James E. Randolph Jr., 72, of Philadelphia, a longtime city government official and passionate defender of racial and juvenile justice, died Saturday, Dec. 26, of COVID-19 and other complications at Einstein Medical Center.

Devoted to inclusion and fairness, especially for young people of color, Mr. Randolph sought out fissures in society and worked to repair them. He traveled the country building bridges between police and the communities they served, and spent one-on-one time with countless children as if they were his own.

“He felt things so deeply,” his nephew Irv Randolph said. “Seeing injustice of any kind almost brought him to tears.”

“He would help anyone, but his first cause was working with people of color,” his son, Jim Randolph, said. “He felt he had so much to give.”

A lifelong student of current affairs, a soul-music radio host in college, and later a tenor in a rhythm-and-blues quartet, Mr. Randolph had a booming voice that could be heard across the room when he got going on issues that stirred his intellect.

“We always knew where he was in the house,” said his daughter, Antonia Randolph. “His voice would fill up the room. He was passionate about things but always kind.”

Mr. Randolph joined Philadelphia government in 1980, at first working in human and community services, including the antipoverty agency, and rising to deputy commissioner of Juvenile Justice Services. He tried to retire in 2008, but Mayor Michael Nutter asked him to stay on for a few more months as acting commissioner of Human Services.

“He finally retired, but he never stopped serving,” Irv Randolph said.

Mr. Randolph (center) was a both a father and mentor to daughter Antonia and son Jim.
Courtesy of the family
Mr. Randolph (center) was a both a father and mentor to daughter Antonia and son Jim.

Mr. Randolph “retired” by working with, among others, Catholic Social Services and the Indochinese American Council in outreach and education programs. He served several roles on the Pennsylvania Commission on Crime and Delinquency, and championed reviews and corrections to the minority youth justice system.

He energized youth-and-law bias training sessions for the public and police in Philadelphia, across the state, and as far as Florida and Colorado. “His humor, insight, and love for Philadelphia made him the perfect person to build connection between these different groups,” his family wrote in a tribute.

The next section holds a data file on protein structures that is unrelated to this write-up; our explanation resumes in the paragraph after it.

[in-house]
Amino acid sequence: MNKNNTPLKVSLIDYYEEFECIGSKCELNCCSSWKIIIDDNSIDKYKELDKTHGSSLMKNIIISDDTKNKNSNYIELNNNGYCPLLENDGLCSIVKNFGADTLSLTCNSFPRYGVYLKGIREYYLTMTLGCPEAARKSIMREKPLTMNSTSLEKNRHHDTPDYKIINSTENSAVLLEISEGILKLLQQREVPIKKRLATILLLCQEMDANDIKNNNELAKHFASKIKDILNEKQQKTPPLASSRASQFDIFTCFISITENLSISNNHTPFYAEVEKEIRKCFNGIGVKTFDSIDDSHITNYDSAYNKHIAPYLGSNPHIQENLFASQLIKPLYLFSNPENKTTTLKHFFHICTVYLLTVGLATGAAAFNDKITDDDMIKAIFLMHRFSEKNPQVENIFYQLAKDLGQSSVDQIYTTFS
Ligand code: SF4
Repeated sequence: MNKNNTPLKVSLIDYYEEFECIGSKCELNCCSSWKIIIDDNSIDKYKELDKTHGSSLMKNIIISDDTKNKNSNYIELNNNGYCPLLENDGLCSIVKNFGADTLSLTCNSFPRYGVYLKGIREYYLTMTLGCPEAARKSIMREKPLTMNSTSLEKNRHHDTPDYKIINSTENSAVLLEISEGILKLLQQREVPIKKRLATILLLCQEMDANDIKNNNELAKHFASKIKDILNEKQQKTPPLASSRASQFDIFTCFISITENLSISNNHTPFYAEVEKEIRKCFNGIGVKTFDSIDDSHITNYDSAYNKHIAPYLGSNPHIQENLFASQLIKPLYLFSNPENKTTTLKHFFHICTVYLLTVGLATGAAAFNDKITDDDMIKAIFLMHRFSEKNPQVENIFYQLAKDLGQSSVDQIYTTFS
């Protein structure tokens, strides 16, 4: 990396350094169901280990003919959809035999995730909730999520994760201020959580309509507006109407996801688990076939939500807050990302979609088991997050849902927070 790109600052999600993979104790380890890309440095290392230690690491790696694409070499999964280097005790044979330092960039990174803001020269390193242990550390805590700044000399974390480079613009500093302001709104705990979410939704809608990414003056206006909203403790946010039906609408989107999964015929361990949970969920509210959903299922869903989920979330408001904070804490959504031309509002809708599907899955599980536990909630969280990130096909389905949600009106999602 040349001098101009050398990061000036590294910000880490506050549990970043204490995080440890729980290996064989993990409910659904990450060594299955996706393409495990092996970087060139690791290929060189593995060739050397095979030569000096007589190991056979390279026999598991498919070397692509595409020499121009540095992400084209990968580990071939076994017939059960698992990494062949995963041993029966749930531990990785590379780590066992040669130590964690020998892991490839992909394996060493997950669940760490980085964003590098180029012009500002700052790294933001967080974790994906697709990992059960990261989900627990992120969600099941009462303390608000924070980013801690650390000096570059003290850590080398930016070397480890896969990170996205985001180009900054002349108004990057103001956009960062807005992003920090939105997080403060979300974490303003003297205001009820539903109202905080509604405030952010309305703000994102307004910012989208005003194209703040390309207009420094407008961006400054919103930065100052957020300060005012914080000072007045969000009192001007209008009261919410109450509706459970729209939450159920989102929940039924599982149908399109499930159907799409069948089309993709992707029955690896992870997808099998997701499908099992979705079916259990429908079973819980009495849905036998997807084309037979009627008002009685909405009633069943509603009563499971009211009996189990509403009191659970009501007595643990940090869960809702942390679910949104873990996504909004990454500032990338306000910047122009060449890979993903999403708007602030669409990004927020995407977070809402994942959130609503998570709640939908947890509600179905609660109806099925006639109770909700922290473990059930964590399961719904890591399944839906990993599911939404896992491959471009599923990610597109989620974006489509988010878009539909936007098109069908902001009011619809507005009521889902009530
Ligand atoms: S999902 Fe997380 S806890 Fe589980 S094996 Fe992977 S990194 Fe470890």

Just weeks before his death, he helped get out the vote for the November election.

Mr. Randolph, one of eight children, was born in Philadelphia in May 1948. He grew up in North Philadelphia and graduated from Thomas Edison High School. He collected comic books as a boy and let his sisters borrow them. But he charged them a penny for late returns. He attended as many Edison reunions as he could, and would join in whenever the school song was performed.

He majored in history and sharpened his racial consciousness at Hamilton College, serving as both president and cofounder of the Black Student Union and president of Tau Kappa Epsilon (TKE), a predominantly white fraternity. He graduated in 1969 and went on to earn a master’s degree in public administration from Syracuse University.

It was in Syracuse that he met Cecilia Edwards, and they married in 1972.

Mostly, Mr. Randolph (right rear) enjoyed spending time with his family. Here he smiles with son Jim, daughter-in-law Jerisha and grandsons Jay and Alex.
Courtesy of the family
Mostly, Mr. Randolph (right rear) enjoyed spending time with his family. Here he smiles with son Jim, daughter-in-law Jerisha and grandsons Jay and Alex.

Mr. Randolph loved baseball and the Phillies, and routinely rounded up nephews and nieces for games at the old Connie Mack Stadium. He liked to note that his retirement in 2008 coincided with the Phillies winning the World Series. He shared the same corny jokes with generations of family, and went out of his way to put folks at ease. He was simultaneously the life of the party and the adult that young people approached for advice.

He watched classic westerns on TV, flew kites in the park, and jammed to live jazz, soul, and funk music at local venues. Generosity was in his DNA, and his son Jim Randolph learned only after his death that Mr. Randolph bought Christmas presents one year for a coworker’s entire family.

“He was an advocate for all people,” Irv Randolph said.

In addition to his children, Mr. Randolph is survived by his wife, Cecilia Edwards-Randolph, seven siblings, two grandchildren, stepdaughter Jacqueline Francis, and other relatives. A private service was held Jan. 7.